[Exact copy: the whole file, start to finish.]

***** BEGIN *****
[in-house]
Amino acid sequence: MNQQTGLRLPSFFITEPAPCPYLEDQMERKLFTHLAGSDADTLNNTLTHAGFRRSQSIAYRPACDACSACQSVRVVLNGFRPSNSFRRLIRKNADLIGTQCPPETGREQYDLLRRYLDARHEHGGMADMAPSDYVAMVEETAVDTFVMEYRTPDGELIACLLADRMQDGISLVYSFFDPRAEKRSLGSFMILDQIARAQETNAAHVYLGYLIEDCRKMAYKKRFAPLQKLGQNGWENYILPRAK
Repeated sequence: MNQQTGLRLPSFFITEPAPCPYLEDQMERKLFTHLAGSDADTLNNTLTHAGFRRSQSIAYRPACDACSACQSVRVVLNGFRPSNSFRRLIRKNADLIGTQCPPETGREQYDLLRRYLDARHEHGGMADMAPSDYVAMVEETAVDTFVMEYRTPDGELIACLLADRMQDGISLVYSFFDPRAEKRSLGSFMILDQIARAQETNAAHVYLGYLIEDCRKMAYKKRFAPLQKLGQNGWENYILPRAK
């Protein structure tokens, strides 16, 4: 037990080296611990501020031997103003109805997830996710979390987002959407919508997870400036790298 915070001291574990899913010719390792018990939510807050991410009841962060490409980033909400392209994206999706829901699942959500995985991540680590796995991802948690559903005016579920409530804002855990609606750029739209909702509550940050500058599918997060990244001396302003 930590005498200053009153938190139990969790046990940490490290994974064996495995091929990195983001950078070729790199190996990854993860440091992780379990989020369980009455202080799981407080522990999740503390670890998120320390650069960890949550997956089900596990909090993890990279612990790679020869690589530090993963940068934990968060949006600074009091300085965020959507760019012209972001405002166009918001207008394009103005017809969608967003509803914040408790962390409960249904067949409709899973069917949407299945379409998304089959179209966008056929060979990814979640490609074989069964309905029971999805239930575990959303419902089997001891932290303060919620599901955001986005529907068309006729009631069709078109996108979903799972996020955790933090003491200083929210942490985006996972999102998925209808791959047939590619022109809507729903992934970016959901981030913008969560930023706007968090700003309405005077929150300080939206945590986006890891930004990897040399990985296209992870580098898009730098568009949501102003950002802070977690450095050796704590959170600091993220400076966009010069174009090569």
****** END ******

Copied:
[in-house]
Amino acid sequence: MNQQTGLRLPSFFITEPAPCPYLEDQMERKLFTHLAGSDADTLNNTLTHAGFRRSQSIAYRPACDACSACQSVRVVLNGFRPSNSFRRLIRKNADLIGTQCPPETGREQYDLLRRYLDARHEHGGMADMAPSDYVAMVEETAVDTFVMEYRTPDGELIACLLADRMQDGISLVYSFFDPRAEKRSLGSFMILDQIARAQETNAAHVYLGYLIEDCRKMAYKKRFAPLQKLGQNGWENYILPRAK
Repeated sequence: MNQQTGLRLPSFFITEPAPCPYLEDQMERKLFTHLAGSDADTLNNTLTHAGFRRSQSIAYRPACDACSACQSVRVVLNGFRPSNSFRRLIRKNADLIGTQCPPETGREQYDLLRRYLDARHEHGGMADMAPSDYVAMVEETAVDTFVMEYRTPDGELIACLLADRMQDGISLVYSFFDPRAEKRSLGSFMILDQIARAQETNAAHVYLGYLIEDCRKMAYKKRFAPLQKLGQNGWENYILPRAK
């Protein structure tokens, strides 16, 4: 037990080296611990501020031997103003109805997830996710979390987002959407919508997870400036790298 915070001291574990899913010719390792018990939510807050991410009841962060490409980033909400392209994206999706829901699942959500995985991540680590796995991802948690559903005016579920409530804002855990609606750029739209909702509550940050500058599918997060990244001396302003 930590005498200053009153938190139990969790046990940490490290994974064996495995091929990195983001950078070729790199190996990854993860440091992780379990989020369980009455202080799981407080522990999740503390670890998120320390650069960890949550997956089900596990909090993890990279612990790679020869690589530090993963940068934990968060949006600074009091300085965020959507760019012209972001405002166009918001207008394009103005017809969608967003509803914040408790962390409960249904067949409709899973069917949407299945379409998304089959179209966008056929060979990814979640490609074989069964309905029971999805239930575990959303419902089997001891932290303060919620599901955001986005529907068309006729009631069709078109996108979903799972996020955790933090003491200083929210942490985006996972999102998925209808791959047939590619022109809507729903992934970016959901981030913008969560930023706007968090700003309405005077929150300080939206945590986006890891930004990897040399990985296209992870580098898009730098568009949501102003950002802070977690450095050796704590959170600091993220400076966009010069174009090569």